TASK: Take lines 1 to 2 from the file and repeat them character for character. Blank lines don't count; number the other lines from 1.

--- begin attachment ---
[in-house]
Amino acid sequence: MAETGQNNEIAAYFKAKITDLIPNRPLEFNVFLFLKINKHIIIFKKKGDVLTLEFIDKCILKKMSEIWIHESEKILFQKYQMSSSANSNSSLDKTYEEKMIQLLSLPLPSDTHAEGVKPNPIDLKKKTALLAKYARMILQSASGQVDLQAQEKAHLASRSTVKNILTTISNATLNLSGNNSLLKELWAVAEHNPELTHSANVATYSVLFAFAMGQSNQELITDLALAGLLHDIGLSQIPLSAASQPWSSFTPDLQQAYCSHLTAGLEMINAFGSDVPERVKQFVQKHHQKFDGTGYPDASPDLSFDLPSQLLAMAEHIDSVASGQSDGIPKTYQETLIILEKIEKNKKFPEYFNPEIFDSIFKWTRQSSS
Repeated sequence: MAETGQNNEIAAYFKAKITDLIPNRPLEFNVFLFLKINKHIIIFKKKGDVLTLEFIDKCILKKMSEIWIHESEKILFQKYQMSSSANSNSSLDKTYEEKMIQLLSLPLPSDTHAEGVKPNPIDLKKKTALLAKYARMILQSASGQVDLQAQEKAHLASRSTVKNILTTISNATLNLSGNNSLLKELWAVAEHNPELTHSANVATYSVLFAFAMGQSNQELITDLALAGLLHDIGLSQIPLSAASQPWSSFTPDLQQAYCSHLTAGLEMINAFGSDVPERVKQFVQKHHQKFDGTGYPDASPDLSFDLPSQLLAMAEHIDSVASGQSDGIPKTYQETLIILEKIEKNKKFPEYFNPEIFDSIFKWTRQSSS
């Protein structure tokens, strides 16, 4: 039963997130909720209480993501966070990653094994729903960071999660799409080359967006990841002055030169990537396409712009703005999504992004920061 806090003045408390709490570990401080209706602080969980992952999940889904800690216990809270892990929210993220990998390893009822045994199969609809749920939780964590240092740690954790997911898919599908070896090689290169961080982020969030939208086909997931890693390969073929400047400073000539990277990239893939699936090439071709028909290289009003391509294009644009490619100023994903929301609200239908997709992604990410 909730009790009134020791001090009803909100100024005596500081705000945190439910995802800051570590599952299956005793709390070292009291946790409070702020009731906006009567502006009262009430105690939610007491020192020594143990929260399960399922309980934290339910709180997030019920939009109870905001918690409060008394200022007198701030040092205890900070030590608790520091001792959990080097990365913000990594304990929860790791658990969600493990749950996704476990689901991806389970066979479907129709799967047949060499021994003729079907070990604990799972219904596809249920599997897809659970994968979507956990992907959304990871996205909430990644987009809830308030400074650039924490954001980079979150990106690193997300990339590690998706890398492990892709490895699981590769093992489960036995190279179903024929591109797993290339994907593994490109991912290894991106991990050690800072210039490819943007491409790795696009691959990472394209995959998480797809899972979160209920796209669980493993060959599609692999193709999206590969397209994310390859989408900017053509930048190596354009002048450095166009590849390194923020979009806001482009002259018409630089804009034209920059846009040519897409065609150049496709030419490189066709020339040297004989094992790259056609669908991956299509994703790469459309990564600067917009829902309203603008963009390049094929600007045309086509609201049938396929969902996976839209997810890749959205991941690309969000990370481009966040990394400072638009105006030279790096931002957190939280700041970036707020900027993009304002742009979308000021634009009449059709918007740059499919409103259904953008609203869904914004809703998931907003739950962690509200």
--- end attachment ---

[in-house]
Amino acid sequence: MAETGQNNEIAAYFKAKITDLIPNRPLEFNVFLFLKINKHIIIFKKKGDVLTLEFIDKCILKKMSEIWIHESEKILFQKYQMSSSANSNSSLDKTYEEKMIQLLSLPLPSDTHAEGVKPNPIDLKKKTALLAKYARMILQSASGQVDLQAQEKAHLASRSTVKNILTTISNATLNLSGNNSLLKELWAVAEHNPELTHSANVATYSVLFAFAMGQSNQELITDLALAGLLHDIGLSQIPLSAASQPWSSFTPDLQQAYCSHLTAGLEMINAFGSDVPERVKQFVQKHHQKFDGTGYPDASPDLSFDLPSQLLAMAEHIDSVASGQSDGIPKTYQETLIILEKIEKNKKFPEYFNPEIFDSIFKWTRQSSS